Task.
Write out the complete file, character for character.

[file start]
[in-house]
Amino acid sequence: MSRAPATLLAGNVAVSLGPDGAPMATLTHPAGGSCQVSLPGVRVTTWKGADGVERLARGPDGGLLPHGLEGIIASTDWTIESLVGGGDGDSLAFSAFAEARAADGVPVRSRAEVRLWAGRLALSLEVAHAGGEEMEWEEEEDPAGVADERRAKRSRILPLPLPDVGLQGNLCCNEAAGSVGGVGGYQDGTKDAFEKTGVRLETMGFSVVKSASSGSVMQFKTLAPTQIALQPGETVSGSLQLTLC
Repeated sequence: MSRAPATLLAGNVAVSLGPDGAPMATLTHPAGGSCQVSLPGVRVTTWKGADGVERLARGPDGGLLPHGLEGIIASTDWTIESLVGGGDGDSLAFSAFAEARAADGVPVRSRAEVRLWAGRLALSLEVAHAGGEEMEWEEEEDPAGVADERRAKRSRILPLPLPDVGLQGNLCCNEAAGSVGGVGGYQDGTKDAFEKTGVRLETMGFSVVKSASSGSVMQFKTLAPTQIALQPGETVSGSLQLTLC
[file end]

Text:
[in-house]
Amino acid sequence: MSRAPATLLAGNVAVSLGPDGAPMATLTHPAGGSCQVSLPGVRVTTWKGADGVERLARGPDGGLLPHGLEGIIASTDWTIESLVGGGDGDSLAFSAFAEARAADGVPVRSRAEVRLWAGRLALSLEVAHAGGEEMEWEEEEDPAGVADERRAKRSRILPLPLPDVGLQGNLCCNEAAGSVGGVGGYQDGTKDAFEKTGVRLETMGFSVVKSASSGSVMQFKTLAPTQIALQPGETVSGSLQLTLC
Repeated sequence: MSRAPATLLAGNVAVSLGPDGAPMATLTHPAGGSCQVSLPGVRVTTWKGADGVERLARGPDGGLLPHGLEGIIASTDWTIESLVGGGDGDSLAFSAFAEARAADGVPVRSRAEVRLWAGRLALSLEVAHAGGEEMEWEEEEDPAGVADERRAKRSRILPLPLPDVGLQGNLCCNEAAGSVGGVGGYQDGTKDAFEKTGVRLETMGFSVVKSASSGSVMQFKTLAPTQIALQPGETVSGSLQLTLC